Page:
I went out in a speed camera van and was…

i-went-out-in-a-speed-camera-van-and-was…

I went out in a speed camera van and was…

I went out in a speed camera van and was shocked at the abuse that comes with the job
2022-11-08 05:00:00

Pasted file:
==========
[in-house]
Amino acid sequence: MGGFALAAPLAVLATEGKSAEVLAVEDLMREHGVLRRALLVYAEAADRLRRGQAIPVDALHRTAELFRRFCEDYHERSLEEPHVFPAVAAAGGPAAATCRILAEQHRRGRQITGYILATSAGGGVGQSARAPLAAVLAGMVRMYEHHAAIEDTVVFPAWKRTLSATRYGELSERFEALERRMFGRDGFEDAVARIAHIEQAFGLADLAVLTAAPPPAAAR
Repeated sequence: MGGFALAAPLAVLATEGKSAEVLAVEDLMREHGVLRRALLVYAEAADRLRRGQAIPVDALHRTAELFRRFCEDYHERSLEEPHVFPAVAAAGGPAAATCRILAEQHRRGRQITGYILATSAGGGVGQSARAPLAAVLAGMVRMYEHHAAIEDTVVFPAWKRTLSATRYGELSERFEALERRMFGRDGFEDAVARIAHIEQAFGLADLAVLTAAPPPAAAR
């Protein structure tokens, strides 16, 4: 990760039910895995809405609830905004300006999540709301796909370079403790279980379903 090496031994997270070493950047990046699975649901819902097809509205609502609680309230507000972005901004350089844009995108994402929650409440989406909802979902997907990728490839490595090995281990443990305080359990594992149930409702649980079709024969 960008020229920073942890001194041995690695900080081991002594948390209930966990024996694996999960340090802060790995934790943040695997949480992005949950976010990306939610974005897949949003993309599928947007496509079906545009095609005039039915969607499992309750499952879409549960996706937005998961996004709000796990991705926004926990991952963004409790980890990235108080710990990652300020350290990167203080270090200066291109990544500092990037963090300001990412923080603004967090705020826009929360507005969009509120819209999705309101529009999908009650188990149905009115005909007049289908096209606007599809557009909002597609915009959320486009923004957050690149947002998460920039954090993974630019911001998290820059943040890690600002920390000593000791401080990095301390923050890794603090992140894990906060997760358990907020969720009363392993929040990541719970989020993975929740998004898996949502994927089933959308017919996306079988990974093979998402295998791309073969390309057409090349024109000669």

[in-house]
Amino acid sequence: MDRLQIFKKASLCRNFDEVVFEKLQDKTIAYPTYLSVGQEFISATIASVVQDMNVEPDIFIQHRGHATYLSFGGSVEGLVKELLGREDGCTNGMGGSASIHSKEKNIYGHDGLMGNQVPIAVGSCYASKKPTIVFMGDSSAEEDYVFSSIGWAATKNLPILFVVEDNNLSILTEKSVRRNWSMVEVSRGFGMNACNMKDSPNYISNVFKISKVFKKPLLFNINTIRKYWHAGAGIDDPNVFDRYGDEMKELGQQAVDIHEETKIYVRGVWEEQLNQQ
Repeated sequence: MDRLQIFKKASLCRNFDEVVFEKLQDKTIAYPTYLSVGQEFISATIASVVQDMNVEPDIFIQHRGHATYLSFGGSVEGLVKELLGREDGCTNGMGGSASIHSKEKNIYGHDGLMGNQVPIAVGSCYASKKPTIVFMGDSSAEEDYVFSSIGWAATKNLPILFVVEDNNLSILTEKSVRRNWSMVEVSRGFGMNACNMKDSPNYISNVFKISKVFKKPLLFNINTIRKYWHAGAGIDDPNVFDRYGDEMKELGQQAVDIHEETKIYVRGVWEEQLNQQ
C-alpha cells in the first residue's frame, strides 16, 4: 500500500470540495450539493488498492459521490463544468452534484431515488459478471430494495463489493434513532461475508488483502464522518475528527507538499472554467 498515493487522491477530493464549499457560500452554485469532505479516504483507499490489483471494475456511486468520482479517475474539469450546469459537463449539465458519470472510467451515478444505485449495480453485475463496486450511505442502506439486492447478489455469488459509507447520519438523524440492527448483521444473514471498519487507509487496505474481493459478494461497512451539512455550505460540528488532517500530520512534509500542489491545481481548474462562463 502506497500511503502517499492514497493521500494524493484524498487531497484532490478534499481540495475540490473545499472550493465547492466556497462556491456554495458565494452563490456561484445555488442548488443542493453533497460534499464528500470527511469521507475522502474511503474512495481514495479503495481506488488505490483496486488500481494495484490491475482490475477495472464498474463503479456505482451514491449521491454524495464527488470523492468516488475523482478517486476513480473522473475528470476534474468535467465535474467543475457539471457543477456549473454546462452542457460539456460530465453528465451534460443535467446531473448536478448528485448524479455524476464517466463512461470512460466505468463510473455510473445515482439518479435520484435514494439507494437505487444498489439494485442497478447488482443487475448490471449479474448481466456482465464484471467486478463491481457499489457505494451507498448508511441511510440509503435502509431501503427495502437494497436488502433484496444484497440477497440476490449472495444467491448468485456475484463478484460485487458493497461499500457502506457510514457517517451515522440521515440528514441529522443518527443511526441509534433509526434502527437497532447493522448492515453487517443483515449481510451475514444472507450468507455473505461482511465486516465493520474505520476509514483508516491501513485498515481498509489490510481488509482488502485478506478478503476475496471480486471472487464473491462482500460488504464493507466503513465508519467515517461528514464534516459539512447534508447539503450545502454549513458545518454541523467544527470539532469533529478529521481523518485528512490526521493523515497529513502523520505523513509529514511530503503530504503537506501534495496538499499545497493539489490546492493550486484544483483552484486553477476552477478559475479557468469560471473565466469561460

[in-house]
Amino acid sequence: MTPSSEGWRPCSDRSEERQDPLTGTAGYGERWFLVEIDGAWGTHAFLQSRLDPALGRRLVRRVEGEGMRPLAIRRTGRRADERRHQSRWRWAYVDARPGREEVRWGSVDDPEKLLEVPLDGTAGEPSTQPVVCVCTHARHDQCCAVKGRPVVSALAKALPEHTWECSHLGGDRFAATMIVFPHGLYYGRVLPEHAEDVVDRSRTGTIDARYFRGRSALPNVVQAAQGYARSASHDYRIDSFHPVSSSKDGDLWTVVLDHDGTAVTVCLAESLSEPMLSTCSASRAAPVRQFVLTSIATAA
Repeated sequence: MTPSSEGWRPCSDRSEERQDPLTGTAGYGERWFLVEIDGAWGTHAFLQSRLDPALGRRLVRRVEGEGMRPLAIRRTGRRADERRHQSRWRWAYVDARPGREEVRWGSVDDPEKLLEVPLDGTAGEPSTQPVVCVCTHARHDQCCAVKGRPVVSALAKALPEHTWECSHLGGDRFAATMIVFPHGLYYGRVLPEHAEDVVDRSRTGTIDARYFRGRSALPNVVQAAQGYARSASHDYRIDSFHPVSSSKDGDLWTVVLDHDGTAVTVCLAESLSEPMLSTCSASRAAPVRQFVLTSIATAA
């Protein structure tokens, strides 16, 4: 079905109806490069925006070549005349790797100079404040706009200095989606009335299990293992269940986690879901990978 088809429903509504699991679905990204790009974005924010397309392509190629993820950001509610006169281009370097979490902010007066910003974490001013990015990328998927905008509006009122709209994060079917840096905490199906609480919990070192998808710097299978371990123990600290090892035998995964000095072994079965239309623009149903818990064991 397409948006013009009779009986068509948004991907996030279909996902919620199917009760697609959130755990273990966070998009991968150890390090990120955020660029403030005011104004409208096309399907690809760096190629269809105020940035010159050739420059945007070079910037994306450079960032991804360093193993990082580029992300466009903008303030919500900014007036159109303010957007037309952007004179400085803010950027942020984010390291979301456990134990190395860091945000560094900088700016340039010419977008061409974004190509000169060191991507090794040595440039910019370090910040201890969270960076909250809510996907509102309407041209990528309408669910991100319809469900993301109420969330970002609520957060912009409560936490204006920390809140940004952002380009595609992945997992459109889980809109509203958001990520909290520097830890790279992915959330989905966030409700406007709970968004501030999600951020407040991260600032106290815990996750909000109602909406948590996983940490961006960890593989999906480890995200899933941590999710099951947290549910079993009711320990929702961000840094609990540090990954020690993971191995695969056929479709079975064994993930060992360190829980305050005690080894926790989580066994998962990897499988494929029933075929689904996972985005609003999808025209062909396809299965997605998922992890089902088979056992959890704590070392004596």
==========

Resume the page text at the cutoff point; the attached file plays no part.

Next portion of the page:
On a mission to become more clued up on the secrets behind speed vans, I joined Ian and Chris from Safer Roads Humber on a busy Beverley road. Although I could not do any enforcement for obvious reasons, they were happy to give me a go on the speed gun and tell me all about their experience with the job. It was incredibly moving listening to how passionate the men were about road safety, and Ian explained that through his work with Humberside Police, he has been the one to tell families that they had lost their loved one in a collision. The senseless loss of life through speeding, distractions and careless driving inspired these men to want to improve road safety in the Humber area- but unfortunately not all members of the public share their passion. I was no stranger to camera operators being called names online but was surprised to learn that almost every operator had been approached in person and received abuse- even if it wasn’t everyday. Read more: Speed camera van myths debunked as we head out with the Safer Roads Humber team Throughout our myth busting session, it became evident that the team had no interest in punishing drivers going 31 or 32mph in a 30mph zone and they told me that most drivers aren’t even checked, unless they appear to be speeding. Chris, who is an experienced operator, can usually tell by eye if someone is going too fast, but someone just starting the job would probably measure speeds more often while they are learning. While driving out to the location, we noticed a car going the wrong way around a busy mini roundabout, which Ian was quick to spot. He said: “If we approached that driver, we would just give them some roadside education. “It might have been a long time since they did a driving test and they won’t necessarily realise how important it is to go around the correct way. It would be pointless just giving them points or a fine, when a little advice could make sure they correct their driving behaviour in future.” Ian Robertson from Safer Roads Humber (Image: Alex Birdsall) The next task was for me to have a go with the speed gun, which Chris confirmed was 100 per cent accurate, unlike the speedometer in most cars. On a straight road, the gun can measure speed from up to 1km away and all that’s needed is to aim it at a car number plate. It is fairly tricky to get the hang of at first and the only way I can describe it is like playing an arcade shooting game. Sitting in a van shooting away may seem like the ultimate career for some, but unfortunately the job has it’s inevitable downsides. As I was learning the ropes inside the van, a cyclist approached Chris to have a chat. He mentioned a certain road in Beverley that motorists were treating “like a race track” and suggested the operators take a look. The locations of the Safer Roads Humber vans are pre-determined based on statistics such as speed complaints by residents, casualties, deaths etc. A comprehensive map on their website thoroughly explains each location and our particular site on Victoria Road was marked due to speed complaints and a recent collision. This means that locals are best to contact the council with complaints if they are keen to make a road a speed van site. Humberside Police, however, can check any road at any time with no reason needed, which is completely within the law to do. The speed vans come equipped with CCTV, which helps in the cases of abuse or vandalism (Image: Alex Birdsall) The cyclist encounter ended positively and Chris and Ian confirmed that members of the public often thank them for their work to keep the roads safe. However, a vocal few have approached the men in the past to express their resentment towards their job. Whether it be taunting the workers with obstruction, verbal abuse, and in very rare cases, physical abuse, the job can come with safety concerns. Most speed camera operators work alone so it’s not surprising that it can be intimidating when faced with an angry member of the public. Ian said: “The vans are well-equipped with CCTV so any abusers will get their faces caught on camera. Our operators can also lock themselves in the van for their safety if needs be.” While I understand that it can be frustrating if you are caught in a rush, it nowhere near matches the heartache of finding out your friend or family member was killed in a preventable crash. The overall point of speed vans is to change the behaviour of drivers on all roads and Ian said he hopes that one day his job will be obsolete. I came away from the experience having a new respect for Safer Roads Humber- not that I have ever been fined before. It is easy to rant about points on your license and fines for what you may view as a “victimless crime” but 41 families in this region were devastated last year when they were robbed of their loved ones. Read next: Speed camera van catches reckless motorist doing 146mph on East Yorkshire road Call for train operator to be ‘put on probation’ after dozens of Hull cancellations End in sight for Hull bus strike as union to suspend walkout and ballot on new pay offer Jack-knifed lorry in A63 barrier collision causes chaos for Hull commuters High Court hearing over North Ferriby hotel’s plans to house asylum seekers delayed Video LoadingVideo UnavailableClick to playTap to playThe video will auto-play soon8CancelPlay no

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